The sharpness is one of basic factors of a good picture. Factors, which affect it are generally well known – exposure time equal to the inverse amount of the focal length, continuous release control, stable position of the photographer including firm camera holding...
There are also two other factors, which are not so discussed but can also have an indispensable effect for the picture sharpness:
1.Lens with a high lens speed – high-quality lenses are quite expansive. Photographic technology made a big progress and that is why you can sometime hear: „Why should I buy an expensive lens with a high lens speed if I can reasonably adjust ISO without a big noise increase, i.e. quality decrease? If we do not speculate about other aspects ( depth of field for example ), it could be right.
BUT: light going through the lens is divided to the part reflected to the viewer ( you can see the scene ) and to the part going to the AF sensor ( adjusts the zoom to make the picture sharp ). Of course, if there is more light ( lenses with high lens speed ), the AF sensor can make its job much better and you recognize it especially during bad light conditions.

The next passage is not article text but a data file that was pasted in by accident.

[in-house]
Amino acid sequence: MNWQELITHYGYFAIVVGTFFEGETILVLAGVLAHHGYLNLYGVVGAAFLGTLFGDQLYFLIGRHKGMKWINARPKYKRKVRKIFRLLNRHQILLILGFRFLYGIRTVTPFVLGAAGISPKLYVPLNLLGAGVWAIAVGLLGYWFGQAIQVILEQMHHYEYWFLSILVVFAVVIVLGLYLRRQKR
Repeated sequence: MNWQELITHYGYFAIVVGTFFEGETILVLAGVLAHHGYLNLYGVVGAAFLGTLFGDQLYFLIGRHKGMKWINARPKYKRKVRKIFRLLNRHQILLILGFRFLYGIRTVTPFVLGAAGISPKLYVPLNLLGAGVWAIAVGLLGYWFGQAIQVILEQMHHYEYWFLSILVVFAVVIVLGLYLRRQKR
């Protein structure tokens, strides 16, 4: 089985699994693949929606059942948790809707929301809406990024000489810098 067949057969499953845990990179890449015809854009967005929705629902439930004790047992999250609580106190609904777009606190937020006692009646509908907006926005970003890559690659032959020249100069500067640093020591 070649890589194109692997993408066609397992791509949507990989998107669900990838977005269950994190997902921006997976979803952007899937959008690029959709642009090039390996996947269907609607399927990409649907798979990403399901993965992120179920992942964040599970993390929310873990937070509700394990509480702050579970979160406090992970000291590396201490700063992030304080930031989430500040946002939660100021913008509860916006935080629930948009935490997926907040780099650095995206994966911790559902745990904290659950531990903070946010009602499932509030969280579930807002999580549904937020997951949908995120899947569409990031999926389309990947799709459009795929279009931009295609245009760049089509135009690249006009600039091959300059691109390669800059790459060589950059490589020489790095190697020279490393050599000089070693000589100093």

2.AF points – according to the type of camera it can have from 3 to 51 ( generally ) of them. Mainly in middle class cameras, probably in an effort of producers to save money, all points do not have the same sensitivity. Some of them are more sensitive for horizontal, some of them for vertical edges ( and their shape corresponds with it – look to the picture ).
Only the sensor in the middle ( Nikon D90 ) is the cross-type sensor and is sensitive for both horizontal and vertical edges and makes the best job. In the praxis, it may be advantageous, especially in case of poor lighting conditions, to use so-called point-recompose-shot. To focus the object with the middle AF point, recompose the picture and finally shot. The AF system is a very useful technology, but it is good to know its limits.
Have a nice light!